In the last decades, exploration for new and additional oil and gas reserves has greatly expanded laterally, both on- and off-shore, and at the same time has also greatly progressed downward to investigate the hydrocarbon potential of deep and superdeep targets. In these activities, abnormal formation pressures; i.e., pressures other than hydrostatic have been encountered on all but one continent. The present discussion attempts to compile information on the worldwide occurrence of abnormal formation pressures, which are equally important in the pressures, which are equally important in the search for and drilling and production of oil and gas.
In the worldwide search for oil and gas, formation pressures other than hydrostatic have been encountered on all but one continent (Figure 1). Such abnormal pressures, defined by departure from hydrostatic at any given depth, may be excessively high or low, the possible modes and causes of origin being numerous.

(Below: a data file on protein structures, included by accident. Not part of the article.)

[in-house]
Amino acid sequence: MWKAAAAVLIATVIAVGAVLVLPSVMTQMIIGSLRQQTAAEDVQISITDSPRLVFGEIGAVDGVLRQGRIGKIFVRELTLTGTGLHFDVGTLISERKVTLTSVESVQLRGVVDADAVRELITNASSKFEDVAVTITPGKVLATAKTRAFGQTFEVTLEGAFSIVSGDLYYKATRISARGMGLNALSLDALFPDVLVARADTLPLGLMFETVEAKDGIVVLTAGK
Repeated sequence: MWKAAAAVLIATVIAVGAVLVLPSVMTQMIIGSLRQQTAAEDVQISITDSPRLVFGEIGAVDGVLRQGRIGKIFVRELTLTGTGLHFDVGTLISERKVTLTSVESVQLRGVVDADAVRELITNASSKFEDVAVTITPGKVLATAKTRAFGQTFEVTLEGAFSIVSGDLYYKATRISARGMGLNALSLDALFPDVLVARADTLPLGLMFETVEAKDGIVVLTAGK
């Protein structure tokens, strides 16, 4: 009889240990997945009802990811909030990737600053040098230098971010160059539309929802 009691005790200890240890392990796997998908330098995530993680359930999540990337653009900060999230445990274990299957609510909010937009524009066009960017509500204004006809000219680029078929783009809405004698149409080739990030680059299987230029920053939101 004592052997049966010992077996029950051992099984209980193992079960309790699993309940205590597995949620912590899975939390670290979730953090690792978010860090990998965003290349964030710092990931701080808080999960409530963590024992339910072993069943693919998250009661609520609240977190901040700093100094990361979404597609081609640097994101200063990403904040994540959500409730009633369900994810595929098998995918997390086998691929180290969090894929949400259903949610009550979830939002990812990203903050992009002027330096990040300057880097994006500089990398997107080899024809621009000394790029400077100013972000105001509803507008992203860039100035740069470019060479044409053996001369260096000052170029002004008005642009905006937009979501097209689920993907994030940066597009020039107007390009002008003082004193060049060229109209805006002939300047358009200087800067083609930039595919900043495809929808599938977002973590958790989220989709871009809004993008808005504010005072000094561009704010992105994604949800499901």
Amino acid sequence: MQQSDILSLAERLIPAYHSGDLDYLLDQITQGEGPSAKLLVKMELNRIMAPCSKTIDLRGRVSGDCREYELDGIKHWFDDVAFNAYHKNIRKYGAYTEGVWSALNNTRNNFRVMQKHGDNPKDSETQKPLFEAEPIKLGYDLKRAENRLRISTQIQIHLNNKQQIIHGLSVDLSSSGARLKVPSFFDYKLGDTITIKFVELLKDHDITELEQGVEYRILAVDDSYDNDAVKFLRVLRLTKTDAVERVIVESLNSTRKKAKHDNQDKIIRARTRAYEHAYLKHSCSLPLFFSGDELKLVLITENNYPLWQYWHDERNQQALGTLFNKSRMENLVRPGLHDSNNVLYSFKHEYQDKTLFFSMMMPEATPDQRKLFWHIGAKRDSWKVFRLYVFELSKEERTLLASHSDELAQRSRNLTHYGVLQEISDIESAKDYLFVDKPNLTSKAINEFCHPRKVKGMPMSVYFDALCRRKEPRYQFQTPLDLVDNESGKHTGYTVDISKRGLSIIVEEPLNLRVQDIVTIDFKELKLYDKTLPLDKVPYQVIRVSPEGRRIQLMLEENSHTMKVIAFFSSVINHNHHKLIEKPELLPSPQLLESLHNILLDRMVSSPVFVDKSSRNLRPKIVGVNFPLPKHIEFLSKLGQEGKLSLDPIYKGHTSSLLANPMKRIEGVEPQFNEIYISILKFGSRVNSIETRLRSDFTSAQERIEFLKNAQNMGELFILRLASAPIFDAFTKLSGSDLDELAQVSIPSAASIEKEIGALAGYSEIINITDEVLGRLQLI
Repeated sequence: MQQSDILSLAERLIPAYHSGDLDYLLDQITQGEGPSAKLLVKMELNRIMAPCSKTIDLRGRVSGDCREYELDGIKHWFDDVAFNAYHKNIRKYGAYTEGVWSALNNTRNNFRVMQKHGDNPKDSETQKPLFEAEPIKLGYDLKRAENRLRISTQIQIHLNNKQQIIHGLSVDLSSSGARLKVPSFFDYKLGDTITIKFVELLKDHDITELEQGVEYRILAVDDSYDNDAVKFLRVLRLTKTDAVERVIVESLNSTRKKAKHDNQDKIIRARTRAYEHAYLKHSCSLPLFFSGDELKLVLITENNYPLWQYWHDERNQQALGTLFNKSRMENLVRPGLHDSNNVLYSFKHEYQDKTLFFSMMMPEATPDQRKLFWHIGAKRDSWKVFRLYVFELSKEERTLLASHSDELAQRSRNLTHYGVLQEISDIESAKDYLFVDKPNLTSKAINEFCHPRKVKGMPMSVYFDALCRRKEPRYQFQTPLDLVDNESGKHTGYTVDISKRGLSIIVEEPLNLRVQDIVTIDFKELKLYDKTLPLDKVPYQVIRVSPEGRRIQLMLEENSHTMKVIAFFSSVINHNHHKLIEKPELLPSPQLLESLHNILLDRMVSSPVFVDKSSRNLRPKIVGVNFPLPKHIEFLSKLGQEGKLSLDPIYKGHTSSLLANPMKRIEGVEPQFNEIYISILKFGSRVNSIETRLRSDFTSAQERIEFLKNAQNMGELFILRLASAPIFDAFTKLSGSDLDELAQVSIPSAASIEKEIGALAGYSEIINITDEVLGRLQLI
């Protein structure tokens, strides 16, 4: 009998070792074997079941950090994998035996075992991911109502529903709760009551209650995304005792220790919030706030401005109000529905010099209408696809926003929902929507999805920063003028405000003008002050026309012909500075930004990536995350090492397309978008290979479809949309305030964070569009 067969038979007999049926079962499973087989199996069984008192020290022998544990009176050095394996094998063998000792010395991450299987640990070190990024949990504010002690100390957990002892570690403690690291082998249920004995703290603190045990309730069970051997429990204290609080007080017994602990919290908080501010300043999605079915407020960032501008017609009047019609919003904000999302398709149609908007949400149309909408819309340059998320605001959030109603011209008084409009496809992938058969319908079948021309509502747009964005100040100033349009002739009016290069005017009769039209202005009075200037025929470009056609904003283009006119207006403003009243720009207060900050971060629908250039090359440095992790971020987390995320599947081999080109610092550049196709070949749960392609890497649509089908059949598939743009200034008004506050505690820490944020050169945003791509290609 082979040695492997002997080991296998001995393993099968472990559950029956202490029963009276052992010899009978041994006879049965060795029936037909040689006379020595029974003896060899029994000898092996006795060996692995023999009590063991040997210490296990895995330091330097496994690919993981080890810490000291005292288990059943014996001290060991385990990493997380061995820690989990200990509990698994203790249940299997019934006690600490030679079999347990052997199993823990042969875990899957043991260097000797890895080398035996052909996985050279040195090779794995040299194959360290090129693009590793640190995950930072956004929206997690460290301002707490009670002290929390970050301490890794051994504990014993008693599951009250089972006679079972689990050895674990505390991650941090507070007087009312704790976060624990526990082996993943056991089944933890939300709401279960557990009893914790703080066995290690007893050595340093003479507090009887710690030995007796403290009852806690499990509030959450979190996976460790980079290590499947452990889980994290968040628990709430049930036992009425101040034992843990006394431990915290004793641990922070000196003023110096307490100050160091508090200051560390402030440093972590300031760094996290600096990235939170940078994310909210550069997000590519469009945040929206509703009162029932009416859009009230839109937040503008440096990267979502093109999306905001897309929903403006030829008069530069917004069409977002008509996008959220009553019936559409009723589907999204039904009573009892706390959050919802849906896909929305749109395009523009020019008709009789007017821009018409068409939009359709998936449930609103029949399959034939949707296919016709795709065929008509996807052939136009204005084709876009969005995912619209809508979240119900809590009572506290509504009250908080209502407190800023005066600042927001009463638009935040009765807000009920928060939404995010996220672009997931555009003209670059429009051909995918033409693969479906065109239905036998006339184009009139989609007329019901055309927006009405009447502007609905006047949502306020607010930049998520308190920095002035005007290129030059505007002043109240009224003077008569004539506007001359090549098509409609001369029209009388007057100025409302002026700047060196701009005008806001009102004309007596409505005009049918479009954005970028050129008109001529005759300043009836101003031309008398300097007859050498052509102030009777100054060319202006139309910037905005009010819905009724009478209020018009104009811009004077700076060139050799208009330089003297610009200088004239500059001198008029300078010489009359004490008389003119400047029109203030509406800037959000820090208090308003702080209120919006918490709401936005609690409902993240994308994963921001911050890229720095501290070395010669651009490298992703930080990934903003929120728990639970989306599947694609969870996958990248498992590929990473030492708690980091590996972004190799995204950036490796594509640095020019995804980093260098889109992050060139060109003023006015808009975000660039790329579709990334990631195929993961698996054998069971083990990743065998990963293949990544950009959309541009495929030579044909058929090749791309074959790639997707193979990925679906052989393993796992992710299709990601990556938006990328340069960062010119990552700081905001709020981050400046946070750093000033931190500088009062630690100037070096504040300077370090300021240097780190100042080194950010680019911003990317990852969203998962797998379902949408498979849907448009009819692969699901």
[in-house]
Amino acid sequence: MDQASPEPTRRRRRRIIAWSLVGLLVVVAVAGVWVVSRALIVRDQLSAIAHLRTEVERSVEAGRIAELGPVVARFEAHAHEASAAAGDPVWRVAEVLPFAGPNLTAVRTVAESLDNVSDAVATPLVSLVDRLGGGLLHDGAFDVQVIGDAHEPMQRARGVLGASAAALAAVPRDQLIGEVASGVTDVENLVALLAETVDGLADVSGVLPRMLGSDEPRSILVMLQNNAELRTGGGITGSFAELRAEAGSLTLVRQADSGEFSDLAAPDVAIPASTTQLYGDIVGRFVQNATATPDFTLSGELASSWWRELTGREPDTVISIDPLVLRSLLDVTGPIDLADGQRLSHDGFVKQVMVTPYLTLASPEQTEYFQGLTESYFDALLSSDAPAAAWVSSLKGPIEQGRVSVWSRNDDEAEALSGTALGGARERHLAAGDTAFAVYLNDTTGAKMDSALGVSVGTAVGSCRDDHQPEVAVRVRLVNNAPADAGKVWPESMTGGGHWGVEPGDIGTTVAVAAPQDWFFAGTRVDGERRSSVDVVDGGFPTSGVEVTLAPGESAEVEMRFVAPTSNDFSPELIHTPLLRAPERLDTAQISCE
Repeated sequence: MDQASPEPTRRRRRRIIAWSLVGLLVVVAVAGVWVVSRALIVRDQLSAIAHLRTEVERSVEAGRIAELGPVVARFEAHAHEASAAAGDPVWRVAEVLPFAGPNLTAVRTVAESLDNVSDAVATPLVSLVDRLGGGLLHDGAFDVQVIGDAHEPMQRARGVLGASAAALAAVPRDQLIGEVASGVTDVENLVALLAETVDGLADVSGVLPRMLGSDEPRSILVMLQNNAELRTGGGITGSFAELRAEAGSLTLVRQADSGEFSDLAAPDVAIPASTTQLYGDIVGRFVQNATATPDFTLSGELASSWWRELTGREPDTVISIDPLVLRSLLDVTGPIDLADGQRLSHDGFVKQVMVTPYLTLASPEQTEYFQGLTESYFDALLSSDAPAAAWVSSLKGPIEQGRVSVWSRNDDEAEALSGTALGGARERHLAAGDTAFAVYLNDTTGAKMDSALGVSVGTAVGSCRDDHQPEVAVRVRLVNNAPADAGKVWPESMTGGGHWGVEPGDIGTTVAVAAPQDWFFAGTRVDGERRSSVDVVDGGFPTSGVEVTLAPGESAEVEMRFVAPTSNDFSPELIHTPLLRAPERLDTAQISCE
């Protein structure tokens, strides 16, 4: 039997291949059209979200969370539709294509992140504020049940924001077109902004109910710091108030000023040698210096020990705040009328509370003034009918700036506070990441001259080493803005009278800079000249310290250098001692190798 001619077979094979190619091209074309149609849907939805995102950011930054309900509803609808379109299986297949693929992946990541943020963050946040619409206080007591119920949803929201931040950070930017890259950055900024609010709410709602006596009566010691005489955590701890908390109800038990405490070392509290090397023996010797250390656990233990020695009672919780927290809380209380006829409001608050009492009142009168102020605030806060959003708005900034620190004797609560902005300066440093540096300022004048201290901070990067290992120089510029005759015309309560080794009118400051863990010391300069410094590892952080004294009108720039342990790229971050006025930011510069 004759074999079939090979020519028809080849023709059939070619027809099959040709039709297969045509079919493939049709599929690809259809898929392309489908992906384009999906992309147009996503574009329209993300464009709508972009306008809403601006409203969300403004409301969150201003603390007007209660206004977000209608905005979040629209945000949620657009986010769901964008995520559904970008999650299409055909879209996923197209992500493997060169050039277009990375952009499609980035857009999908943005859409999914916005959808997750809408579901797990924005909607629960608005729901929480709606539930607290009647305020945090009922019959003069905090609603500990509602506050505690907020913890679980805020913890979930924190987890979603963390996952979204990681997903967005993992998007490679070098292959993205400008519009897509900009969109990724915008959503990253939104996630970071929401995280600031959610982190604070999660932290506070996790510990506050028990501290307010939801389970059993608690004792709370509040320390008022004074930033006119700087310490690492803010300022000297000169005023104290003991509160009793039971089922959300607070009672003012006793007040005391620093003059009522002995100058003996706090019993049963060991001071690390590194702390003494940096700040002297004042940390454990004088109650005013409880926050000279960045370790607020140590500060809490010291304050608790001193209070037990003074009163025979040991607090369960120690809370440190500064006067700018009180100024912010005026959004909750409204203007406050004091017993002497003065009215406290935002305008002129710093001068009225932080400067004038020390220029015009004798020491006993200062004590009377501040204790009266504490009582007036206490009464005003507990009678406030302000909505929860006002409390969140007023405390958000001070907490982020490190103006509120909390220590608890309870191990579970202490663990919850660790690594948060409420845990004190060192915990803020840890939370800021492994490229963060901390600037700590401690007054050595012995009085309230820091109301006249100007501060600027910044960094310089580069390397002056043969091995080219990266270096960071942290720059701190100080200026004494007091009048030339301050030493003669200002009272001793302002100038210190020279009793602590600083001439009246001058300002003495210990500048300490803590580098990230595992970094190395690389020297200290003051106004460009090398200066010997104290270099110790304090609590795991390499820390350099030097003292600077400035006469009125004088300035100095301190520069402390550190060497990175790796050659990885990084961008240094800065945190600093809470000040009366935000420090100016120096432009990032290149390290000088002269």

The present discussion, unfortunately, is limited by (1) data available to the author or (2) their proprietary nature (North Sea, South China Sea, Arctic Islands). Since each country had to be treated rather briefly, selected references will assist in pursuing the subject further. All pressure pursuing the subject further. All pressure data shown in graphical rather than tabular form. Each graph includes three trend lines representing the overburden gradient of 1.0 psi/ft, which corresponds to the weight of the overlying rock series (i.e., weight of both the rock matrix and fluids) with an average density of 2.30 gm/cc, (2) the hydrostatic pressure gradient of 0.465 psi/ ft, which corresponds to the average hydrostatic gradient as found in the U.S. Gulf Coast area, and (3) the hydrostatic gradient of 0.433 psi/ft, representative of the domestic Mid-continent area.